Debuking Julius Evola and his influence on the AltRight

This is going to be wildly off topic, but it feels pertinent. Responses like this and the attitude of you and Bhante Sujato are why I love this little community.
May all beings be happy.


There is a concept called the alt-right pipeline, which describes the process of how individuals are radicalized through increasingly extreme content online. I think it’s important to realize their goal is not to accurately represent the Buddha, but to hook people in and push them down the pipeline.

I have heard several anecdotes online from people saying they were de-radicalized from the alt-right via (generally leftist) youtubers (e.g. contrapoints, three arrows, philosophy tube, hbomberguy, etc.).

Maybe there is a space for someone to create the same type of content for Buddhism?

Tbh, we should have a lot of compassion for these alt-right people who are likely making extreme amounts of demerit for misrepresenting the Buddha in this way.


You are tying to use reason to disprove what is based in the irrational. Fascism itself openly embraces the irrational, and fascists won’t be interested in what’s reasonable or logical. Using the Dhamma in this way is just a means to an end.


Not sure how many are aware, but the translator of The Doctrine of Awakening by Julius Evola was Harold Edward Musson, who, accompanied by Osbert Moore in 1949, would go on to ordain in Ceylon as Vens. Nanavira and Nanamoli respectively. It appears that Evola was an early influence on both while they were still laymen (Musson translated the book to English while stationed in Italy during WWII). I skimmed Ven. Nanavira’s biography last night to see if I could get a better idea of how he understood Evola’s views, but all I could find was a short quote that Nanavira later had “considerable reservations” about the work (though no source was provided for that - probably one of his letters - I’m still searching). A nearby footnote indicates that early on - since there were so few books available in the UK about Buddhism - that Musson’s translation of Evola was an important early exposure for Moore as well. I’ve not had a chance to parse Nanamoli’s biography, and there’s no mention of the extent to which either was aware of Evola’s more troubling views (the work in question was originally published in Italian in 1943, it seems the worst of Evola came later?). Take this with a grain of salt, but considering how personally both monks took on the Dhamma, and the body of work they produced, it seems very unlikely that Evola’s early influence remained in the years that followed their ordination.

I gave The Doctrine of Awakening a quick glance last night and, like pretty much everyone who approaches the Dhamma for the first time, it seems likely that Evola thought it more as something to be used to further his own interests in the world - something to add to the identity for the gain of success, comfort and security. Considering AN 4.159, it is feasible that one could pick up the Dhamma still full of craving, desire, and conceit, and through those wrong views gain right view; but in doing so one must be willing to shed the absolute pinnacle of what they prefer, and whatever goal or ideal is representative of that preference. Evola shows no interest in doing so. His description is one of someone who believes he has grasped the “method” and finds it a useful tool for the refinement of his own worldliness.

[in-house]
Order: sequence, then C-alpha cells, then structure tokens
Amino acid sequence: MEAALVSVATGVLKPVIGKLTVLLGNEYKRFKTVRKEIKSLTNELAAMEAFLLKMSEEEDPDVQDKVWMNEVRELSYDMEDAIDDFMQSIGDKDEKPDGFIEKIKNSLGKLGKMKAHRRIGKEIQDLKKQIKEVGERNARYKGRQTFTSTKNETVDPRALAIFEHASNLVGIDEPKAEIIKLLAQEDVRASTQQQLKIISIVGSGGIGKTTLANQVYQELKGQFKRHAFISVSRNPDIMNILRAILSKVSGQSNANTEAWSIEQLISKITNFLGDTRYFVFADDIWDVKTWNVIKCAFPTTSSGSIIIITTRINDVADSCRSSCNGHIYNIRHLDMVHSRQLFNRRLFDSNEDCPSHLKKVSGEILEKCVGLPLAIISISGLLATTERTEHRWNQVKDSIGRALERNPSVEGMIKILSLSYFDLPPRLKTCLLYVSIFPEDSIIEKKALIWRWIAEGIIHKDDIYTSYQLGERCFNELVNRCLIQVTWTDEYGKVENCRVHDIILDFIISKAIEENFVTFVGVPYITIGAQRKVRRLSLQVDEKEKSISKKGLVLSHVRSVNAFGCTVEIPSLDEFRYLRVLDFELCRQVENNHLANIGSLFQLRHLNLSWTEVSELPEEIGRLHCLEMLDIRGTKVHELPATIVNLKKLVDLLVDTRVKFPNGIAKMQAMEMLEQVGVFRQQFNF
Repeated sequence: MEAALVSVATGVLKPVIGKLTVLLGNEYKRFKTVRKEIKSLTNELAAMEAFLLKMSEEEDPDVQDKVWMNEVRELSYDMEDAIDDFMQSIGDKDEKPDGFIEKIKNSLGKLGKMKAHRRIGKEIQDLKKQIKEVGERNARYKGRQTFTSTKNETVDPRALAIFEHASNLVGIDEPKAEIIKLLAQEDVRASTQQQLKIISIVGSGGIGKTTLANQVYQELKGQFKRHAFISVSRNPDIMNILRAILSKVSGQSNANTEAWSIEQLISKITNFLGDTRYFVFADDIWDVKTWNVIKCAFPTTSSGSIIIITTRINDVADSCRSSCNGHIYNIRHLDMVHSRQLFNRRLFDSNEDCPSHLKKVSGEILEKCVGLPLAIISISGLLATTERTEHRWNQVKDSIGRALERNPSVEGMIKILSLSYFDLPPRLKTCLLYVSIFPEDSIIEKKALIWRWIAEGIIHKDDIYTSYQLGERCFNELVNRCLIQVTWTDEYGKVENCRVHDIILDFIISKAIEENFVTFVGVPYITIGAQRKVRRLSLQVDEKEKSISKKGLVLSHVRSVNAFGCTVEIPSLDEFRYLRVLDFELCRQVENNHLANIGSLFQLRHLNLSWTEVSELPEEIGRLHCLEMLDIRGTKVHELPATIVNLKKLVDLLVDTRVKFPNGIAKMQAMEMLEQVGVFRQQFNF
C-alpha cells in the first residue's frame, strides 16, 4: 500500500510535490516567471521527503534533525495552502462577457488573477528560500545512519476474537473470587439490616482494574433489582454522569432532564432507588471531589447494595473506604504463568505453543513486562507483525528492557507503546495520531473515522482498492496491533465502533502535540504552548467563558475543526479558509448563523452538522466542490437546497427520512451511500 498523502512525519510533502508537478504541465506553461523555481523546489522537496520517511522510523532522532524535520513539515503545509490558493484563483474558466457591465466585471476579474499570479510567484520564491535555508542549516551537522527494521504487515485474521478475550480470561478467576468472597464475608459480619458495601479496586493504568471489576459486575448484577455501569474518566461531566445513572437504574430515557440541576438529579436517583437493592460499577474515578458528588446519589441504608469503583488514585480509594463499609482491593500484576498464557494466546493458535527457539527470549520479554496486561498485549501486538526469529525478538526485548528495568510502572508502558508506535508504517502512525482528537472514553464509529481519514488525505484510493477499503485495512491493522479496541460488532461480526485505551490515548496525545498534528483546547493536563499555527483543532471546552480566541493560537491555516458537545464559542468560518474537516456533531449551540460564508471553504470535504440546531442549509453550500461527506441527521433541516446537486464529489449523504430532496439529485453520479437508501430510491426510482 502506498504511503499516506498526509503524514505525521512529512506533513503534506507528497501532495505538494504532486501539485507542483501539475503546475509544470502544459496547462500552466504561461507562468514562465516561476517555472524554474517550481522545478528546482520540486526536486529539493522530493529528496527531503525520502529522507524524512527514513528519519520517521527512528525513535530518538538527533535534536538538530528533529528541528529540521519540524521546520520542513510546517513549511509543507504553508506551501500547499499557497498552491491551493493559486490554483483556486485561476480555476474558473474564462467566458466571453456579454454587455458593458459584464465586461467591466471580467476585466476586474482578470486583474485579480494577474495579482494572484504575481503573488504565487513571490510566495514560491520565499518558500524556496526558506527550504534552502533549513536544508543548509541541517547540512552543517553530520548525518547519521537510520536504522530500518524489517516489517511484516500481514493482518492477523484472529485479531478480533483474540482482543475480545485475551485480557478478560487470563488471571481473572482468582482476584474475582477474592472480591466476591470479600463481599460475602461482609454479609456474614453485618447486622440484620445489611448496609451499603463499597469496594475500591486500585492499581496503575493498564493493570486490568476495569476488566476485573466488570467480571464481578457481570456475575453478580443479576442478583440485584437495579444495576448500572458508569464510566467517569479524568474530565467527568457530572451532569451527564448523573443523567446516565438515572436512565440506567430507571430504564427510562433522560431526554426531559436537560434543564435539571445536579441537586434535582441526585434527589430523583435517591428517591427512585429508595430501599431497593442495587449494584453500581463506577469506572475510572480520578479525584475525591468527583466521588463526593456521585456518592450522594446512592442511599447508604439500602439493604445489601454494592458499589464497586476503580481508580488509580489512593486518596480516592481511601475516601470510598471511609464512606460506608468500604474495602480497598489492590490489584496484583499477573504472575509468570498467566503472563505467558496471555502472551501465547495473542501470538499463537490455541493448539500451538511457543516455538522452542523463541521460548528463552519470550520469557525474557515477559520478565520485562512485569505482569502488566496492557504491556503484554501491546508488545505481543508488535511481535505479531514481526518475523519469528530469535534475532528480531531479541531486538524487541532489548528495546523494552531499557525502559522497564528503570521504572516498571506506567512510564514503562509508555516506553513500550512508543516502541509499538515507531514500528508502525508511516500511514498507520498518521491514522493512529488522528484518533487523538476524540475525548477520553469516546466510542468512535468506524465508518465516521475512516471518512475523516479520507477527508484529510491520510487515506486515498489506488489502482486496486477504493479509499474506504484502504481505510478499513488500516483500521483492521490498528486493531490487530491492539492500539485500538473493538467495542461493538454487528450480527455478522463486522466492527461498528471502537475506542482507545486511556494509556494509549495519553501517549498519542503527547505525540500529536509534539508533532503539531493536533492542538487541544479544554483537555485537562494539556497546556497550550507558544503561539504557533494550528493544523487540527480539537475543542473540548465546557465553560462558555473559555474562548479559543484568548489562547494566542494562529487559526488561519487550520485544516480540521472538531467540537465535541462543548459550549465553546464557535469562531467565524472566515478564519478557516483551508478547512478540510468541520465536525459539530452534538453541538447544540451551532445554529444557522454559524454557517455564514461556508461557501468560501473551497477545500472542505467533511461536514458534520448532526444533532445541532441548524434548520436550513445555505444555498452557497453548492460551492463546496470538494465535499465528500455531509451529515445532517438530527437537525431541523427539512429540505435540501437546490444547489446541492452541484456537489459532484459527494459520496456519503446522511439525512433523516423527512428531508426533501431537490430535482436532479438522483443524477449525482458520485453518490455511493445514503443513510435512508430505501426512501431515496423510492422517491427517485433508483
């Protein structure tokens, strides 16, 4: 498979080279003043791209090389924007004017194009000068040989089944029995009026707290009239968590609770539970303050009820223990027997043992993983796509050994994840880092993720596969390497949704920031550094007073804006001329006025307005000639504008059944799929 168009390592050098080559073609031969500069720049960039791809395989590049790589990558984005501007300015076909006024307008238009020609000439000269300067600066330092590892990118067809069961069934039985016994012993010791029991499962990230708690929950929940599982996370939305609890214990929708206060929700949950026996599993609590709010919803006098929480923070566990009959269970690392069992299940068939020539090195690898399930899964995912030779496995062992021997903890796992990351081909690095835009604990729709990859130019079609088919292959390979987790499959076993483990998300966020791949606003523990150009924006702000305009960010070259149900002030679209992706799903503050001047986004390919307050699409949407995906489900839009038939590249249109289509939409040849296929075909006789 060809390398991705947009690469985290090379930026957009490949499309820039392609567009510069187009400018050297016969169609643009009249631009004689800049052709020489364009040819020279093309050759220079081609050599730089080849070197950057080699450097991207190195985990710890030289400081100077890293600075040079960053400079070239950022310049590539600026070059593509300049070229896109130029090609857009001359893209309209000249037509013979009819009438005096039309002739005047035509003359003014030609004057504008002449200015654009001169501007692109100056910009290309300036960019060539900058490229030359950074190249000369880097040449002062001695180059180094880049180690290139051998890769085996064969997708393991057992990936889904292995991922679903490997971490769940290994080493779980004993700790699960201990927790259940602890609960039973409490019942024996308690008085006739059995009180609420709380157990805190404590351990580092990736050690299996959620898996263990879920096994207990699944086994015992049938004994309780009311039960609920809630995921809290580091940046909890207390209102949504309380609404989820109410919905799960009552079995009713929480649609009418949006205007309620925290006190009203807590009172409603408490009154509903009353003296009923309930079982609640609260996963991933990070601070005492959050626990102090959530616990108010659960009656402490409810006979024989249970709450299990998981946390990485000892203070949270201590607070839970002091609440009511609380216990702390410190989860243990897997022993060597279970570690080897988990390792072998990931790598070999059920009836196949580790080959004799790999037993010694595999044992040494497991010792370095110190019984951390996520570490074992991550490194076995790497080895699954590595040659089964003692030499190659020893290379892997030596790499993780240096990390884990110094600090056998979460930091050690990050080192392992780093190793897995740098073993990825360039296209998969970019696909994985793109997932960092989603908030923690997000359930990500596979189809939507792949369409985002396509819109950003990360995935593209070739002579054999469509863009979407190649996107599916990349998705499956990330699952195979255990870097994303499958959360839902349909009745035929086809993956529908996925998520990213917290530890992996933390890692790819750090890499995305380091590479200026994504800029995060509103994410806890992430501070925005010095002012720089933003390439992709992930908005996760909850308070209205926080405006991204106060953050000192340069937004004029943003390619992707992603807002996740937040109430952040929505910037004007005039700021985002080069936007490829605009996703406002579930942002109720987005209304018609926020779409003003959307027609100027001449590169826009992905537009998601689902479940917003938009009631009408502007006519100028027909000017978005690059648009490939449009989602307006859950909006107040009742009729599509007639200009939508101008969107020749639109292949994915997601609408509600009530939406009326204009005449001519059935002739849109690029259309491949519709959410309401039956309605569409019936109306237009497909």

Having dealt with - as a moderator on DW - the influx of many groups who use the Dhamma as a tool in the same way, it is always abundantly clear that something other than liberation is sitting at the pinnacle for them. An easy way to rebuke their views is to simply point out that Dhamma has not been given priority, and they are in the direction of enhancement rather than cessation, which is far from the point. Also it is pure sīlabbata-parāmāsa to take on asceticism in the manner Evola describes it: the idea that the duty in itself is enough for liberation; failing to see that purification of virtue is not a means for just any end, but meant to serve as an enduring basis for something you have yet to understand.

All in all, alt-right Buddhists (or anyone who upholds a worldly ideology above all) typically crack under the pressure of their own views. They are controlled, but not tranquil, and aggressive, but not confident. They uphold their acquisition above relinquishment, which is to say they are just as deluded as anyone else who isn’t hedging against wrong view. It isn’t really necessary to rebuke these views, but to represent the Dhamma in much higher standing (which it is). They simply can’t keep up because they would have to displace their view to do so.

The issue gets complicated, however, when those wishing to debunk the Evolas of the world themselves uphold an opposing view that may be just as worldly - far less in the direction of ill-will but not in the direction of relinquishment either. No good can come from that sort of confrontation.

The intent should always be to show that such a person’s placement and usage of the Dhamma is more auxiliary than primary and therefore something else is present that they still consider more valuable than development towards nibbana. Bring that to the fore (in a discussion if possible) and it should expose that identity is of the utmost priority to such a person, i.e. not the Dhamma.